If a patent is important for national defence or public health purposes, the IP Code allows the Ministry of National Defence or the Ministry of Health to trigger a compulsory licensing by making a proposal to the presidency. The presidency then decides the compulsory licensing (Article 133/a) on which the related ministry may initiate the compulsory licensing procedure. The presidency may also order a conditional compulsory licence to the patent holder if the use of the invention can sufficiently satisfy public interest through the use realised by the patent holder (Article 133/b).
A compulsory licence which is granted on grounds of public interest can be an exclusive licence depending the circumstances. If a compulsory licence is granted, the licensee has no right to grant sub-licences or import the patent's subject matter. However, the IP Code allows the patent's subject matter to be imported only if the licensee is explicitly authorised to do so in the compulsory licence. In such cases, the IP Code requires the import authorisation to be issued on a temporary basis and limited in order to meet the required demand.
A compulsory licence can be granted under specific conditions by considering the term, fee and field of use. The patent's economic value is taken into consideration when determining the fee. The IP Code provides for a licence fee reduction should the patent holder violate the principles of mutual trust and confidence during the licensing of the patent.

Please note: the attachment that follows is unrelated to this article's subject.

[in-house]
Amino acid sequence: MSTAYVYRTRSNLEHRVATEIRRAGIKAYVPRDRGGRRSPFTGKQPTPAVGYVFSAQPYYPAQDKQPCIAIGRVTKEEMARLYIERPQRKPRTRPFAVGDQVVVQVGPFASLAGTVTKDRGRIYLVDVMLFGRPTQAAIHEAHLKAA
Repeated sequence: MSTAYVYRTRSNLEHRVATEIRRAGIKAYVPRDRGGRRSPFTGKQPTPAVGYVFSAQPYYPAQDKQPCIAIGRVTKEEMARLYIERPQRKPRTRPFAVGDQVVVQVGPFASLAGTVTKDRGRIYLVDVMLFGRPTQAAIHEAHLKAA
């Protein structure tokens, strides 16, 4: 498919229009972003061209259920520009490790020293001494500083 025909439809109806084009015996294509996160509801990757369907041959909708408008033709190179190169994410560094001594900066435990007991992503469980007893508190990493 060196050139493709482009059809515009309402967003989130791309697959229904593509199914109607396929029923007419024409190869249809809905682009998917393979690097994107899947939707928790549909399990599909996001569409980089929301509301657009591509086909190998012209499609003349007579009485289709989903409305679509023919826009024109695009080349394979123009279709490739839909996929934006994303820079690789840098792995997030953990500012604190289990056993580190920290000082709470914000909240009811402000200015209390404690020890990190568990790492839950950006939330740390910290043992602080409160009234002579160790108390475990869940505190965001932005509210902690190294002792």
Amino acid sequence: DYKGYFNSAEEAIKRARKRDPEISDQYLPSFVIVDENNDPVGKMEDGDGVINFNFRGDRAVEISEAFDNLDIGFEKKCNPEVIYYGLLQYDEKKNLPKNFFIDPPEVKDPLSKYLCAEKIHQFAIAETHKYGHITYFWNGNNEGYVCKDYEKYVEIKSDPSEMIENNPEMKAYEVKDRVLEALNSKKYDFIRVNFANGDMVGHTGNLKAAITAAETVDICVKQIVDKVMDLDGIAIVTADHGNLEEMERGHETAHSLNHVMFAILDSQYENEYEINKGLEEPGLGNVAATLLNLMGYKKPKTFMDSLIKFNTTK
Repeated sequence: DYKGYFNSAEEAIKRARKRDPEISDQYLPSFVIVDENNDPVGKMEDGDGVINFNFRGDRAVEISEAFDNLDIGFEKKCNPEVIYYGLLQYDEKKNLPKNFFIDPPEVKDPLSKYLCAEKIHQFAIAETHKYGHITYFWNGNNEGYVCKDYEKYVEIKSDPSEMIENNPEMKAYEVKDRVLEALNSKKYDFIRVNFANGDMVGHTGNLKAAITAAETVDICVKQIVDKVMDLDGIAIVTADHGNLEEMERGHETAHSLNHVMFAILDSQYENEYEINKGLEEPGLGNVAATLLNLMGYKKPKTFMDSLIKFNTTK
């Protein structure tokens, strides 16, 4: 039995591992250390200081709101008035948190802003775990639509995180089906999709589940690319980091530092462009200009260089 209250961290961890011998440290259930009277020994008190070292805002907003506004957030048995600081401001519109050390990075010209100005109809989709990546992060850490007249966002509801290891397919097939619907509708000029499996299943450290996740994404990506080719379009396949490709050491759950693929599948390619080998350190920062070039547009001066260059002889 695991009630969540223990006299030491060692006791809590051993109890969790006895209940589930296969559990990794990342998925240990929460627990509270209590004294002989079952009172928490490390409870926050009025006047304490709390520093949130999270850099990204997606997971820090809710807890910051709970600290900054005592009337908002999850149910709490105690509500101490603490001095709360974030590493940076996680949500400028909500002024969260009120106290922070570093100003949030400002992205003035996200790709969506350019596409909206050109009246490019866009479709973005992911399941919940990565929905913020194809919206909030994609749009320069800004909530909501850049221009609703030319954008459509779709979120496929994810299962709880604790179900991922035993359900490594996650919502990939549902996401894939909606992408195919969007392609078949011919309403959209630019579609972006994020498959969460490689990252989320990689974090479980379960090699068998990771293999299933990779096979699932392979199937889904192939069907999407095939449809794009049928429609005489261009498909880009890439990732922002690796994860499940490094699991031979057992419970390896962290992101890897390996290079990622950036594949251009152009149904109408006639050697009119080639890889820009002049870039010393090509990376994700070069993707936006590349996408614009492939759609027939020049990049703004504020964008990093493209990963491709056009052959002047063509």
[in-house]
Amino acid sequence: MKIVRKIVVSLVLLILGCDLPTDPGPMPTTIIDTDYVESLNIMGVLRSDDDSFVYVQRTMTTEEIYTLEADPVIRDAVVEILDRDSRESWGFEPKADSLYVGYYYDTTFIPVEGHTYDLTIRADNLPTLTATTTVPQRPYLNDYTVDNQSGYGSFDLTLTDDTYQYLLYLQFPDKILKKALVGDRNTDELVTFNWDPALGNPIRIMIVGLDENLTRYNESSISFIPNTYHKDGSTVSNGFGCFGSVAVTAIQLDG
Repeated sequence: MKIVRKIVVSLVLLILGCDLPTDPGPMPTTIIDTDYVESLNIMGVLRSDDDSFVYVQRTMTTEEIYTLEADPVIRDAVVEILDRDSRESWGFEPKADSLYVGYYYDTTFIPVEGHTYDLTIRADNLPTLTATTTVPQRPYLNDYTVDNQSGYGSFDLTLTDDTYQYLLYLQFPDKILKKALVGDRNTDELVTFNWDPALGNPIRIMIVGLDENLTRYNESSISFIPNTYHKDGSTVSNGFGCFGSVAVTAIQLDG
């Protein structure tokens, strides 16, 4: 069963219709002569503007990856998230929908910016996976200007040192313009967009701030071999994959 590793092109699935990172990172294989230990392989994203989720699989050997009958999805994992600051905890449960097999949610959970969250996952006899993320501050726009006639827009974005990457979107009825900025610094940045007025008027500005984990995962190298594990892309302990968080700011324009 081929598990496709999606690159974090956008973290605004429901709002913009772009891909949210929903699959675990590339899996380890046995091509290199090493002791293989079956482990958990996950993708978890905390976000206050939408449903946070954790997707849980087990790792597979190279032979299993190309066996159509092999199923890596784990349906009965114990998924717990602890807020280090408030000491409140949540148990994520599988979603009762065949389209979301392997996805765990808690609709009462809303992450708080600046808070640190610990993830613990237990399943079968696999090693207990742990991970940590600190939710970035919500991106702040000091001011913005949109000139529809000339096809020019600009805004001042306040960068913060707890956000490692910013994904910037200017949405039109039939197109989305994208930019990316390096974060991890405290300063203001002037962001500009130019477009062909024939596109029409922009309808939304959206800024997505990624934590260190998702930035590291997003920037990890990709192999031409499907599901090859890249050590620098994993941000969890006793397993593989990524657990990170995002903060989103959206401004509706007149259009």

Turkey has been a member of the World Trade Organisation and a party to TRIPS Agreement since 1995. As mentioned above, the IP Code also contains a provision concerning the most recent amendment of the TRIPS Agreement – namely, Article 31bis, which was a continuation of the Doha Declaration.
As a party to the amended TRIPS Agreement, Turkey is also entitled to grant compulsory licences for the exportation of pharmaceutical products for addressing public health needs in other countries.
To determine compulsory licence fees under Article 31bis of the TRIPS Agreement, the IP Code stipulates that a patent's economic value for an importing country must consider non-commercial and humane purposes.
In Turkey, compulsory licensing is rarely used in practice – only one dispute was amicably resolved before the courts while the repealed decree-laws were in force (ie, between 1995 and 2017). However, as the current IP Code provides more possibilities for and includes broader wording on compulsory licensing, disputes involving this practice are expected to increase in future.
For further information on this topic please contact Okan Can at Deris Attorney At Law Partnership by telephone (+90 212 252 6122) or email (firstname.lastname@example.org). The Deris Attorney At Law Partnership website can be accessed at www.deris.com.tr.
(1) Israel was the first country to approve a compulsory licence for importing generics of AbbVie's patented Kaletra® medicine from India for use in the treatment of COVID-19. However, AbbVie announced that it will not enforce its patent rights for Kaletra® medicine. Further, Gilead, a research-based biopharmaceutical company, announced that it will rescind its Remdesivir orphan drug designation before the US Food and Drug Administration. In another announcement, Medtronic declared that it will make its design rights and the specs concerning the (PB) 560 portable ventilator available to the public.